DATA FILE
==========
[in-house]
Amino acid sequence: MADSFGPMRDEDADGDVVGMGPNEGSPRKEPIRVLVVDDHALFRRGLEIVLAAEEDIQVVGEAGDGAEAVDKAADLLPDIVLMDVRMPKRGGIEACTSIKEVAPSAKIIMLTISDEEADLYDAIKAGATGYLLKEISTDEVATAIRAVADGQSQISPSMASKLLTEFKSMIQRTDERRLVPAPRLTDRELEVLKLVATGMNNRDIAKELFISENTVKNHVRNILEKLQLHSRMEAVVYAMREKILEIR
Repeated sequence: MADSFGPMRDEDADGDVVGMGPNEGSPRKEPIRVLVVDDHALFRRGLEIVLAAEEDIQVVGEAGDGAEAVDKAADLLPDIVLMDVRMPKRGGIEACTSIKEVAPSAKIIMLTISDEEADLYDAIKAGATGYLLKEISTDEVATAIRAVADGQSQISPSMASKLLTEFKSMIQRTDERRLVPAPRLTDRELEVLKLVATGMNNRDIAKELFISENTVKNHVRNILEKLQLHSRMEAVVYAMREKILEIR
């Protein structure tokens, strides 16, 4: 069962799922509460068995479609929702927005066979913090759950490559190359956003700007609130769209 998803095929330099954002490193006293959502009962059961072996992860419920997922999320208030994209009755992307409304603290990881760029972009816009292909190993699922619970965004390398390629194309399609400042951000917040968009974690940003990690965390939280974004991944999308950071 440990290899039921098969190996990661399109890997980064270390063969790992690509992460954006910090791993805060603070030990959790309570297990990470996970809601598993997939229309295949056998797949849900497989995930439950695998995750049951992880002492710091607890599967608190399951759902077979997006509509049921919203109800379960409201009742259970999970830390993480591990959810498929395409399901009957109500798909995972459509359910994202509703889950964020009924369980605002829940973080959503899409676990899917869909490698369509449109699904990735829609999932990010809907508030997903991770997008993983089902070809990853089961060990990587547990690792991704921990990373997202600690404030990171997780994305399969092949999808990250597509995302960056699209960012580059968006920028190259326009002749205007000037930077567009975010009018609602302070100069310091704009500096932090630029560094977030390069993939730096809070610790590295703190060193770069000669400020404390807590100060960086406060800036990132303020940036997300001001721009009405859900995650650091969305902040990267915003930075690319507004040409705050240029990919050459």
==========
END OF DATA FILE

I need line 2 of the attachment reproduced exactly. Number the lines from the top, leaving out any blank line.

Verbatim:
Amino acid sequence: MADSFGPMRDEDADGDVVGMGPNEGSPRKEPIRVLVVDDHALFRRGLEIVLAAEEDIQVVGEAGDGAEAVDKAADLLPDIVLMDVRMPKRGGIEACTSIKEVAPSAKIIMLTISDEEADLYDAIKAGATGYLLKEISTDEVATAIRAVADGQSQISPSMASKLLTEFKSMIQRTDERRLVPAPRLTDRELEVLKLVATGMNNRDIAKELFISENTVKNHVRNILEKLQLHSRMEAVVYAMREKILEIR